The authors concluded that annual mammography in women 40-59 years of age does not reduce mortality from breast cancer beyond that of physical exam or usual when adjuvant therapy for breast cancer is freely available.
I can just imagine what my patients who have been diagnosed with breast cancer via screening mammography must be thinking. “What, do you mean I could have not mammograms and been just as well off as if I didn’t?” I, for one, am not quite ready to embrace that idea.
1. This study has been criticized in previous years for its randomization process and their radiology techniques.
2. The above aside, the authors suggest that as long as you are diagnosed and receive additional treatment, (likely chemotherapy), you can do just as well as if you had screening.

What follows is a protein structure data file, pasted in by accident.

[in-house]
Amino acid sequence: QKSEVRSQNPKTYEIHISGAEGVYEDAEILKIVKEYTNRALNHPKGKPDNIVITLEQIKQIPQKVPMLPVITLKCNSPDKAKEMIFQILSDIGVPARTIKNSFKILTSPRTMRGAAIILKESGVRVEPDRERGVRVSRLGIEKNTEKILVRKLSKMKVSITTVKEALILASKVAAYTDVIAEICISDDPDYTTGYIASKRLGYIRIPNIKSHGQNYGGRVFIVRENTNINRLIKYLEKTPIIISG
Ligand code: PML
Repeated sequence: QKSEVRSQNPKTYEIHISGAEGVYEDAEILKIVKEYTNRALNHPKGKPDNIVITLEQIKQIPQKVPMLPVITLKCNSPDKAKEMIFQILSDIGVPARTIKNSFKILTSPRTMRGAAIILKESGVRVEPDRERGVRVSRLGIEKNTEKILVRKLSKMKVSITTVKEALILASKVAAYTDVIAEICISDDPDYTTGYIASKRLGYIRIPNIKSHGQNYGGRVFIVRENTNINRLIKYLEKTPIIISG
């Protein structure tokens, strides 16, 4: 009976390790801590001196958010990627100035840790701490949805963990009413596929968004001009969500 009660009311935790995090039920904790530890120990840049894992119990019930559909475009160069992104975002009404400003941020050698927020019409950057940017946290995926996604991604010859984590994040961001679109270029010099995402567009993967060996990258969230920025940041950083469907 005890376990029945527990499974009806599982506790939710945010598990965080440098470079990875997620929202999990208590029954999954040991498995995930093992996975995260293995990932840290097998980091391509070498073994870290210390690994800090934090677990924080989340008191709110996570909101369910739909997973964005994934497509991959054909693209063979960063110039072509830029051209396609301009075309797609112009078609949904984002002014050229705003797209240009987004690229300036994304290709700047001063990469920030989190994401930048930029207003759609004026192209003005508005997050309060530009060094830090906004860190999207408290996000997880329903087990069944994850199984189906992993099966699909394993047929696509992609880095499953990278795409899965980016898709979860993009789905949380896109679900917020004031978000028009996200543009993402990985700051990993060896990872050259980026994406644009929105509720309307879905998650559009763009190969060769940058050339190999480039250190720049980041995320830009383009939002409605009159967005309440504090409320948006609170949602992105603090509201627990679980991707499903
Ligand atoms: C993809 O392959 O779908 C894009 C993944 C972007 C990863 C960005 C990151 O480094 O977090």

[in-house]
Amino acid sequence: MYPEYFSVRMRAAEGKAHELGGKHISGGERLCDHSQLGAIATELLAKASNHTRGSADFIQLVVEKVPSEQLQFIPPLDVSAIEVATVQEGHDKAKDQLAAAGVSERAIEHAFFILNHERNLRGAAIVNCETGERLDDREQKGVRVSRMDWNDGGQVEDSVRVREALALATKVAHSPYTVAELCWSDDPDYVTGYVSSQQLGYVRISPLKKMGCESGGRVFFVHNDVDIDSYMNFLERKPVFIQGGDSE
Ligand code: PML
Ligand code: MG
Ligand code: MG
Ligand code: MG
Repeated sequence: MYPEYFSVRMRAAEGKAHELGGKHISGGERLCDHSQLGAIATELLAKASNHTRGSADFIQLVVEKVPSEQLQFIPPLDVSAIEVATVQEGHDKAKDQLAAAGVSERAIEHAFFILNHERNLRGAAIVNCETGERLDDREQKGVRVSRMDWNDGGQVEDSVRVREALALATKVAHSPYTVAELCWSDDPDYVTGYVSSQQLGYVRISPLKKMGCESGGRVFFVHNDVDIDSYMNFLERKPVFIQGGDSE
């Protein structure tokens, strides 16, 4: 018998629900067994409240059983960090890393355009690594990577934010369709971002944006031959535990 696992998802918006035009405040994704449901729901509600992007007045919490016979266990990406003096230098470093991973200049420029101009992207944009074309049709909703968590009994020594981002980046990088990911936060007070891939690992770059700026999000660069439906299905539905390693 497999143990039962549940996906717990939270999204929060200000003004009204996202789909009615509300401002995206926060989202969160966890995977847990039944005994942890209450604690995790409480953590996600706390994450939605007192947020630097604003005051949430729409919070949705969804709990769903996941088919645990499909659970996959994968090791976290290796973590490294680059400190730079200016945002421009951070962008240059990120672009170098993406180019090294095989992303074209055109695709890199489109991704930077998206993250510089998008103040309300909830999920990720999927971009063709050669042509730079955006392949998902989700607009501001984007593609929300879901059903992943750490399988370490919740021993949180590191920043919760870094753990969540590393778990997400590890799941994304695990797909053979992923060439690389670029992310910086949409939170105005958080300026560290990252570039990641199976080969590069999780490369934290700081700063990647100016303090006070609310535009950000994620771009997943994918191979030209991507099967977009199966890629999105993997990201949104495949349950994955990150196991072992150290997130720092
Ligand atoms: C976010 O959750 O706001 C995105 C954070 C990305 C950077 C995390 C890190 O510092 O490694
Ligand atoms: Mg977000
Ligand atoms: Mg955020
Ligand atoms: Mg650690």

This works in direct contradiction to the thinking that early detection provides the best opportunity for surgical options and adjuvant treatments.
3. These findings are in direct contradiction to the Swedish 2 County Trial – which has 29 years of follow up. The 2 County trial reported a 31% reduction in mortality associated with screening – although the screening was done every 2 to 2.5 years – not annually.
I could probably talk about this for an hour, but I will close with this – screening mammography is one of, if not the easiest, safest and economical ways to save lives, breasts and quality of life. Sure, there are some cancers that will not end life if not diagnosed, but right now, we don’t know which they are – keep screening, please!!
-Dr. Terre Quinn